Android devices have come such a long way that they’ve all but replaced the laptop and desktop for everyday tasks like taking notes. But even after all this time, with improvement after improvement, they still lack in one critical area: typing.
Believe me, I’ve tried all kinds of alternative keyboards for Android. My favorite is Gboard with gestures (around 50 WPM), but even at my best, it’s still significantly slower than the speed and comfort of an actual keyboard (around 140 WPM). When you need speed, “thumb typing” isn’t enough.
Fortunately, you have options. Bluetooth and NFC keyboards are convenient and easy to set up, but did you know that USB keyboards are viable too? All you need is one accessory that you can buy off of Amazon for under $5.
You Need USB OTG
Keen readers will note how Android devices are thinner than the connection bit of a USB cord. So how does one actually connect the keyboard to the device? With an adapter! In particular, one that adapts USB to Micro-USB (the same port used by most Android devices for charging, except for newer Type-C devices).
This adapter is called USB On-the-Go (OTG) and comes in several different shapes and sizes. The one I have is similar to the UGREEN 6-inch USB OTG Cable (UK), but if I could do it over again, I’d probably get the Ksmile Cordless USB OTG Adapter (UK) instead. If you prefer a cable, you might also consider the Cable Matters 6-inch L-Shaped USB OTG.
Regardless of which kind you get, they all operate the same way: plug the Micro-USB side into your Android device, then plug your keyboard into the USB side. Connection established! You can also play around with other USB-related uses, like tethering a DSLR camera.
Setting Up Your External Keyboard
Once your keyboard is connected, you should take two minutes to set it up properly. It will work right out of the box, so this step isn’t strictly necessary, but it won’t take long — and you might as well tweak it to your liking from the start.
- Pull down the notification drawer.
- You’ll see a new item called Select keyboard layout. Tap on it.
- In the Choose keyboard layout prompt, you can keep it as Default, but I recommend tapping on Set up keyboard layouts to see what else is available.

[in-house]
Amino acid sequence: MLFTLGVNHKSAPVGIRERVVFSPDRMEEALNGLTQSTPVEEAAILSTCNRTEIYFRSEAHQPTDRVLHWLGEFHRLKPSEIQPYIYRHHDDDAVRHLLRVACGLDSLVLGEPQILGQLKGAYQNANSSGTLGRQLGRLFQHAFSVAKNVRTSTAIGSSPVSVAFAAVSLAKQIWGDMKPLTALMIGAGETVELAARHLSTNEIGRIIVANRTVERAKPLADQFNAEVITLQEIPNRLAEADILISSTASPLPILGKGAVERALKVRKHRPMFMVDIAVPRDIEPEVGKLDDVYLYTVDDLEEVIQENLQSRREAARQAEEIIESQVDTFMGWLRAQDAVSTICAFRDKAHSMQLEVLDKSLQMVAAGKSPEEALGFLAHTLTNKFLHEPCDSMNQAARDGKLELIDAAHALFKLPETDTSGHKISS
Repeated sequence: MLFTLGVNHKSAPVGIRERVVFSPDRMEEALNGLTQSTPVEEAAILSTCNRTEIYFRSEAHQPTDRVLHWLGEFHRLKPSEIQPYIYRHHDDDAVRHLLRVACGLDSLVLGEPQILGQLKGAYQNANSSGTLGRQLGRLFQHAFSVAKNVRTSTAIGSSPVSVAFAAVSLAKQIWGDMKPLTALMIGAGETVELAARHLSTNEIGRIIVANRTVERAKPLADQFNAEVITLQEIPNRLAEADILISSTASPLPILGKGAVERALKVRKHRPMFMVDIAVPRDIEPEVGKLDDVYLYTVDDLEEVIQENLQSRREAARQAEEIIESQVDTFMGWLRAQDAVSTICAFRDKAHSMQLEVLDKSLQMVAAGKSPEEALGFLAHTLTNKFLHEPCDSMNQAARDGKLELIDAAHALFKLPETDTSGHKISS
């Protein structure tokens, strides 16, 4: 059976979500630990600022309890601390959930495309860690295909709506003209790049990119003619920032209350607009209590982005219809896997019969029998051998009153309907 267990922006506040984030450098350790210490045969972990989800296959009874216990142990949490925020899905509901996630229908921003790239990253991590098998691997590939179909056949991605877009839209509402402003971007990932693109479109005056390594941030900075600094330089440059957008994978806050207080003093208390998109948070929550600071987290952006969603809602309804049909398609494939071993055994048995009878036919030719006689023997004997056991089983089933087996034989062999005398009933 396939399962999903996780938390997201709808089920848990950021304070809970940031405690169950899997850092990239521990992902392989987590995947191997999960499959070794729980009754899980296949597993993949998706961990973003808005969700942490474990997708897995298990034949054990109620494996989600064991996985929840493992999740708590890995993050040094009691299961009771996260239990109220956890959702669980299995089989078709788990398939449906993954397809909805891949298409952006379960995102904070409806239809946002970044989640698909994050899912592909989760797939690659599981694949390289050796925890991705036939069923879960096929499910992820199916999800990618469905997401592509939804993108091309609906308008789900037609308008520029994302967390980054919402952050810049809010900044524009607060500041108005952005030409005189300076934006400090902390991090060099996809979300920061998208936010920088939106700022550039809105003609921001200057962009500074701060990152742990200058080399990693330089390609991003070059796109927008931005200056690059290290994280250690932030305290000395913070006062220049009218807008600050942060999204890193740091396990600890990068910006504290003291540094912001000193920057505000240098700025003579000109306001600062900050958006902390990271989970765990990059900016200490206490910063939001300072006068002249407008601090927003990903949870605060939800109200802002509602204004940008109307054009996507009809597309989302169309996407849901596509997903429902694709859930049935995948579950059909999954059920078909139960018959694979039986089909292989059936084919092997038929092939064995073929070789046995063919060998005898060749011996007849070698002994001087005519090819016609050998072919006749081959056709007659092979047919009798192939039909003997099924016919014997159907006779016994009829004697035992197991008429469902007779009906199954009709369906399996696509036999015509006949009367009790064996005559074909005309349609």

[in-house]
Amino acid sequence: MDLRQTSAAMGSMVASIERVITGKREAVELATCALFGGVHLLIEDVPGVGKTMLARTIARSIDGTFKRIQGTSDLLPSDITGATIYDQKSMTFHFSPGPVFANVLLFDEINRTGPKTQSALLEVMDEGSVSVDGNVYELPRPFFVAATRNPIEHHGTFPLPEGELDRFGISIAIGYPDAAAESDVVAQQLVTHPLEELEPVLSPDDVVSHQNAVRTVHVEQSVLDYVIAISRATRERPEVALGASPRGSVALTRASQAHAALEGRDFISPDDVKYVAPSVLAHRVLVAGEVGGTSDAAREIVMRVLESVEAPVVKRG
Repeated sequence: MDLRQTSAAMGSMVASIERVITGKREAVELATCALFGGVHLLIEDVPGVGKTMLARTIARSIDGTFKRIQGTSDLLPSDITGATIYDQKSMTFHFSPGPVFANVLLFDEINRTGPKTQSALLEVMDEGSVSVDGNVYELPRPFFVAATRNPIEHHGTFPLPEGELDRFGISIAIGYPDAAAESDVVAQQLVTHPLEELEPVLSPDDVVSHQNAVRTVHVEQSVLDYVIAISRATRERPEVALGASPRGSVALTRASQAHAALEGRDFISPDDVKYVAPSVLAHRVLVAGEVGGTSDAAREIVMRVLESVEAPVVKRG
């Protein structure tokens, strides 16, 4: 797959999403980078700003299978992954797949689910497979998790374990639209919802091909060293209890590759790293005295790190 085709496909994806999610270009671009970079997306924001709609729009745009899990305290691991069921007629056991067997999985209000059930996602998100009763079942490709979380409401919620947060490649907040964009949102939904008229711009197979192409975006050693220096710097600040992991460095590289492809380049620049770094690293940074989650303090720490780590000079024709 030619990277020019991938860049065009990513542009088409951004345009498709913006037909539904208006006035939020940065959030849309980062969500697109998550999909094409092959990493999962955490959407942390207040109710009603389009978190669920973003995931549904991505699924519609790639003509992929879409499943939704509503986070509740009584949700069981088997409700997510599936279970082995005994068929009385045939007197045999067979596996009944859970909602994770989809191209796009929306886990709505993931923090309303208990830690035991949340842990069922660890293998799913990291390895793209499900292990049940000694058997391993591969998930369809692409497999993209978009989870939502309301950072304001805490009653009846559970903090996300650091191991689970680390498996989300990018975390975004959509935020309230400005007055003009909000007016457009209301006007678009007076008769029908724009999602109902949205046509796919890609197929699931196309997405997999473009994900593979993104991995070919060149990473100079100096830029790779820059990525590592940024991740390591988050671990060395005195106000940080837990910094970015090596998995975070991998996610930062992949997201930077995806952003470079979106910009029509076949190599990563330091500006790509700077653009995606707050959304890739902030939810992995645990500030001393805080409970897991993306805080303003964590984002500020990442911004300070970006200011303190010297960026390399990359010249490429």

- Scroll through the list and select the layouts you think you’ll use. If you type in non-English languages, be sure to select them. For me, I just disabled the traditional English QWERTY layout in favor of English (US) Colemak style. (Why do I use Colemak?)
Don’t see the notice in your notification drawer? Just go to Settings > Personal > Language & Input > Keyboard & Input Methods and you can change it all there.
Things may look different depending on your device model, manufacturer, and Android version, but the general steps should be similar. For example, on my Samsung Galaxy Tab S, the notification drawer items and settings pages are different but the functionality is all the same.
Now open any app and start typing. It should work. Congrats!
A Few Tips You Should Know
One thing I found surprising is that Android actually supports most of the special keys on a keyboard. Seeing as how touchscreen keyboard apps aren’t one-to-one replications, I didn’t think this would be true. But it is.
For example, the Home, End, Page Up, Page Down, and Delete keys work just fine. This is so useful when typing longform, such as when recording notes or writing up a paper. The Enter key also works as expected, inserting new lines or submitting forms as appropriate to the context.
Print Screen also works, which triggers the screenshot action at the operating system level. Since taking screenshots on Android can be a pain, this is an amazingly simple workaround that’s peculiar yet convenient.
The Windows key (if using a Windows keyboard) and the Command key (if using an Apple keyboard) will trigger special functionality depending on your version of Android. On my Moto E, the key brings up a simple Google search overlay. On my Samsung Galaxy Tab S, the key brings up Google Now on Tap.
Media keys are hit or miss. When I plug in my CM Storm QuickFire Rapid, the keys for volume control and playback control are functional. But when I plug in my Apple Magic Keyboard, none of the special keys register. That’s probably an Apple-only issue, and I fully expect most keyboard media keys to work fine.
I’ve only encountered two downsides: one, there’s no quick way to switch keyboard languages or layouts, and two, you lose access to things like emojis and special symbols that aren’t typable with a physical keyboard.
Why Not Just Use a Laptop?
Don’t get me wrong — I have a laptop that I love and use daily. But I can think of a few occasions when an Android device with a keyboard can prove a better fit than a proper laptop.
- Android devices and keyboards can often be acquired for cheaper than the price of an entry-level laptop.
- You have greater flexibility in that you can detach your keyboard at will and use the device on its own. (2-in-1 laptops exist but are expensive.)
- You can keep all of your work on the Android device instead of syncing it with a laptop. This is also useful if you like a certain Android app that isn’t available on your laptop.
- Android devices have much longer battery life than laptops.
Once everything is setup and working, you can even take it a step further by mirroring your Android screen to a computer. You probably won’t want to work like this 24/7, but if you occasionally need a bigger screen, try this method. You can also control Android using your computer’s mouse and keyboard.
Originally written by Erez Zukerman on November 27th, 2012.
Image credit: bambambu via Shutterstock.com